No matter what you drink, have fun and enjoy the good company at your turkey day table. Cheers!
Here are a few specific recommendations, with a nice range of prices, that you can find on the shelf at Home Remedy:
Finn River Methode Champenoise Cider $23
Rare Wine Co. Charleston Sercial Madeira $35
Il Rossomarconi Nebbiolo $11.50
Corsini Barbera d’Alba $18.50
Roland Schmitt Gewurztraminer $29
Analemma Gewurtzraminer $31
Domaine Weinbach Pinot Blanc $30
Evesham Wood Les Puits Sec Blanc $17.50
Pastry Chef Stacy, Pastry Sous Brittany, and the rest of the Dahlia Workshop pastry crew roasted and pureed every variety of pumpkin and squash from Prosser Farm to do a taste test to determine the best variety to use for baking the pumpkin pies that will be on sale at Dahlia Bakery and ready for your holiday table for Thanksgiving 2013! The verdict on which are the best pumpkin and squash varieties for pie? Read more here.
What’s for Dinner? Home Remedy Line Cook Melissa Smith crafted this menu so you can cook a meal at home that’s like take-out from your favorite Indian restaurant!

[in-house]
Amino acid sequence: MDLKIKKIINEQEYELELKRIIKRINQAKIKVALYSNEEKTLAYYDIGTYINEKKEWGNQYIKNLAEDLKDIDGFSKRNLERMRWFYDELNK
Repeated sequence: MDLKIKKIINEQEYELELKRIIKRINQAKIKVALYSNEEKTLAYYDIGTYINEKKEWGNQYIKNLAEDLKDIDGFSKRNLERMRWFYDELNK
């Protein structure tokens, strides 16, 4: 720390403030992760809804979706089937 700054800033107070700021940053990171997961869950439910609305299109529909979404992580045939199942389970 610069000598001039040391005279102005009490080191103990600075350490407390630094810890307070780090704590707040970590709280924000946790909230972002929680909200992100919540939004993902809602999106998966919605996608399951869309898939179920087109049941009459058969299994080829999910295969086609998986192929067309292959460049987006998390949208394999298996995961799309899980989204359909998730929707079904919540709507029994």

Potato and Pea Samosas, Chicken Tikka Masala, Coriander Chutney, and Coconut Pistachio Rice Pudding
Makes 2 Servings with leftovers
Home Remedy at Home Shopping List
Fior di Riso Carnaroli Rice
Nirav Coriander Chutney
Thai Kitchen Coconut Milk
Maya Kaimal Tikka Masala Simmer Sauce
CB’s Nuts Pistachios
Wholly Wholesome Organic Pie Dough (Freezer)
Rub with Love Bengal Masala Rub
Cooked and shredded chicken meat, about 2 cups (Salad Bar)
Peas, about ½ c (Salad Bar)
1 bottle Sancerre Les Crilles
In your home pantry (or buy at Home Remedy): 2 potatoes, 1 yellow onion, 1 egg (optional, for egg wash for dough), vegetable oil, sugar (2 teaspoons), salt, and honey
Note: If you’d like to serve the tikka masala with a side of rice, also buy some cooked white rice from the Home Remedy “pod,” (ie. the place we make sandwiches and rice bowls for you)
Recipe: (in Melissa’s own words)
To begin, put your pie dough in a warm spot so that it can quickly defrost. Preheat your oven to 400 degrees.
You can start the rice for the rice pudding at any time. (See the dessert instructions towards the bottom of this post). Cooking the rice for the pudding will take about 20 to 25 minutes. Around the time you’re ready to put the samosas into the oven would be a pretty good time to start your rice pudding so you can stir and keep an eye on it as you continue to prep your meal.
You need to cook your potatoes before you can make the samosas. I chose to peel, chop and boil the potatoes until soft enough to mash. You may also bake or microwave them. Anyway that you can get them cooked and mashable, you’re ready to go!